Olarte L, Schupf N, Lee JH, Tang MX, Santana V, Williamson J, Maramreddy P, Tycko B, Mayeux R: Apolipoprotein E epsilon4 and age at onset of sporadic and familial Alzheimer disease in Caribbean Hispanics. Arch Neurol. 2006, 63 (11): 1586-1590. 10.1001/archneur.63.11.1586.
Lehtovirta M, Helisalmi S, Mannermaa A, Soininen H, Koivisto K, Ryynänen M, Riekkinen P: Apolipoprotein E polymorphism and Alzheimer's disease in eastern Finland. Neurosci Lett. 1995, 185 (1): 13-15. 10.1016/0304-3940(94)11213-3.
Myers RH, Schaefer EJ, Wilson PW, D'Agostino R, Ordovas JM, Espino A, Au R, White RF, Knoefel JE, Cobb JL, McNulty KA, Beiser A, Wolf PA: Apolipoprotein E epsilon4 association with dementia in a population-based study: The Framingham study. Neurology. 1996, 46 (3): 673-677.
Raber J, Huang Y, Ashford JW: ApoE genotype accounts for the vast majority of AD risk and AD pathology. Neurobiol Aging. 2004, 25 (5): 641-650. 10.1016/j.neurobiolaging.2003.12.023.
Hyman BT, Hedley-Whyte ET, Rebeck GW, Vonsattel JP, West HL, Growdon JH: Apolipoprotein E epsilon4/4 in a neuropathologically normal very elderly individual. Arch Neurol. 1996, 53 (3): 215-
Launer LJ, Andersen K, Dewey ME, Letenneur L, Ott A, Amaducci LA, Brayne C, Copeland JR, Dartigues JF, Kragh-Sorensen P, Lobo A, Martinez-Lage JM, Stijnen T, Hofman A: Rates and risk factors for dementia and Alzheimer's disease: results from EURODEM pooled analyses. EURODEM Incidence Research Group and Work Groups. European Studies of Dementia. Neurology. 1999, 52 (1): 78-84.
Ott A, Breteler MM, van Harskamp F, Claus JJ, van der Cammen TJ, Grobbee DE, Hofman A: Prevalence of Alzheimer's disease and vascular dementia: association with education. The Rotterdam study. Bmj. 1995, 310 (6985): 970-973.
The pre-publication history for this paper can be accessed here:http://www.biomedcentral.com/1471-2377/8/9/prepub
The authors are grateful to patients and their relatives for participation in this study. We are grateful to Dr. Wenche Frogn Sellæg for kindly help with recruitment of patients from Namsos hospital. The study was supported by the Research Council of Norway (153487/V50; SBS held a three year PhD scholarship) and the National Institutes of Health, NSRA fellowship #AG 24030 to SM and National Institute of Aging grant PO1 AG17216 and the Mayo Foundation to MH. The funding bodies did not influence the content of the study.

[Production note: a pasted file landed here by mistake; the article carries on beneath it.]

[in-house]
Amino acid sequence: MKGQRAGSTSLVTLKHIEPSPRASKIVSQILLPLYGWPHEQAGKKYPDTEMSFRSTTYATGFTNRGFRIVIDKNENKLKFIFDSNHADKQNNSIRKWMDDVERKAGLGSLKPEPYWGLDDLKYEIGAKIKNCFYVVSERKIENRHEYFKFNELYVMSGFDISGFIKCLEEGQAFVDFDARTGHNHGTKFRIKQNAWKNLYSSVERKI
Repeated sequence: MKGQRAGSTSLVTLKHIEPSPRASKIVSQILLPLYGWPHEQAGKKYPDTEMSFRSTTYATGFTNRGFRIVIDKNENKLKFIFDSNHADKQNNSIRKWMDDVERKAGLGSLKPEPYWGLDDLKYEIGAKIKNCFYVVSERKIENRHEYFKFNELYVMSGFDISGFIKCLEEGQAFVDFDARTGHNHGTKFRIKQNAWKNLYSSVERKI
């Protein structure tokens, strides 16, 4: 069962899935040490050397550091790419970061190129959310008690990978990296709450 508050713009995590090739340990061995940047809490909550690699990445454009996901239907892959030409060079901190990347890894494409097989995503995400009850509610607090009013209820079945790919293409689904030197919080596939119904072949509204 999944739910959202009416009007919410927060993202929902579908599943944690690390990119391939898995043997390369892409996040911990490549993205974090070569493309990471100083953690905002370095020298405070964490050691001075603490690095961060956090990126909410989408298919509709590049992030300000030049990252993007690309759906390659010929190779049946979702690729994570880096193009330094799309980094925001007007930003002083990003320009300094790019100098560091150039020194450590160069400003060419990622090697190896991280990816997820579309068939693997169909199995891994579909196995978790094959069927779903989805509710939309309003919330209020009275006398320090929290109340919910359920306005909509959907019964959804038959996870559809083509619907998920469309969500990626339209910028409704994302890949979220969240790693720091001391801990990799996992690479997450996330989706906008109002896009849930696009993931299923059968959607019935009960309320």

The author(s) declare that they have no competing interests.
SBS has done the clinical and neurological evaluation of all included patients, recruited the control individuals, done some of the statistics and drafted the manuscript. AC has carried out genotyping of the samples. SM has been involved in conception and design of the study, carried out genotyping of the samples, and has revised the manuscript. IS and OS have made substantial contribution to conception and design and have recruited patients for the study. SL has made substantial work with analysing and interpretation of the data, and has been involved in revising the manuscript. JAa and LW have made important contribution to conception and design of the study and to drafting and revising the manuscript. MH has made substantial contribution to conception and design of the study. All authors have read and approved the final manuscript.
Authors’ original submitted files for images
Below are the links to the authors’ original submitted files for images.
About this article
Cite this article
Sando, S.B., Melquist, S., Cannon, A. et al. APOE ε4 lowers age at onset and is a high risk factor for Alzheimer's disease; A case control study from central Norway. BMC Neurol 8, 9 (2008). https://doi.org/10.1186/1471-2377-8-9
- Degree Relative
- APOE Genotype
- Significant Protective Effect
- Median Unbiased Estimation